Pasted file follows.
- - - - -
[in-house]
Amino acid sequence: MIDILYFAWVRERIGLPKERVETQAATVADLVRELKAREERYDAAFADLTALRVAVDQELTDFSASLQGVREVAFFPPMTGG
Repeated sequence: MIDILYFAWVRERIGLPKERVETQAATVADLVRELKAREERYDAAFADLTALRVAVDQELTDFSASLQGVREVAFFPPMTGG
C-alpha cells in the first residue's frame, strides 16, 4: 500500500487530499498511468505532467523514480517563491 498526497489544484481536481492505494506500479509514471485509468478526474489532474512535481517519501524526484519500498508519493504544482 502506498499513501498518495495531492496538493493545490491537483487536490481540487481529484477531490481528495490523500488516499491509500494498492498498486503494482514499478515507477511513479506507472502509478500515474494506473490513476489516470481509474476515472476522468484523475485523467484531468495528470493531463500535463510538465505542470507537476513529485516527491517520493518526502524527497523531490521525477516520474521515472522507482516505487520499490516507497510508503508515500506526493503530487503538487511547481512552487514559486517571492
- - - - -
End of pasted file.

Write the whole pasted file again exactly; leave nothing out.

[in-house]
Amino acid sequence: MIDILYFAWVRERIGLPKERVETQAATVADLVRELKAREERYDAAFADLTALRVAVDQELTDFSASLQGVREVAFFPPMTGG
Repeated sequence: MIDILYFAWVRERIGLPKERVETQAATVADLVRELKAREERYDAAFADLTALRVAVDQELTDFSASLQGVREVAFFPPMTGG
C-alpha cells in the first residue's frame, strides 16, 4: 500500500487530499498511468505532467523514480517563491 498526497489544484481536481492505494506500479509514471485509468478526474489532474512535481517519501524526484519500498508519493504544482 502506498499513501498518495495531492496538493493545490491537483487536490481540487481529484477531490481528495490523500488516499491509500494498492498498486503494482514499478515507477511513479506507472502509478500515474494506473490513476489516470481509474476515472476522468484523475485523467484531468495528470493531463500535463510538465505542470507537476513529485516527491517520493518526502524527497523531490521525477516520474521515472522507482516505487520499490516507497510508503508515500506526493503530487503538487511547481512552487514559486517571492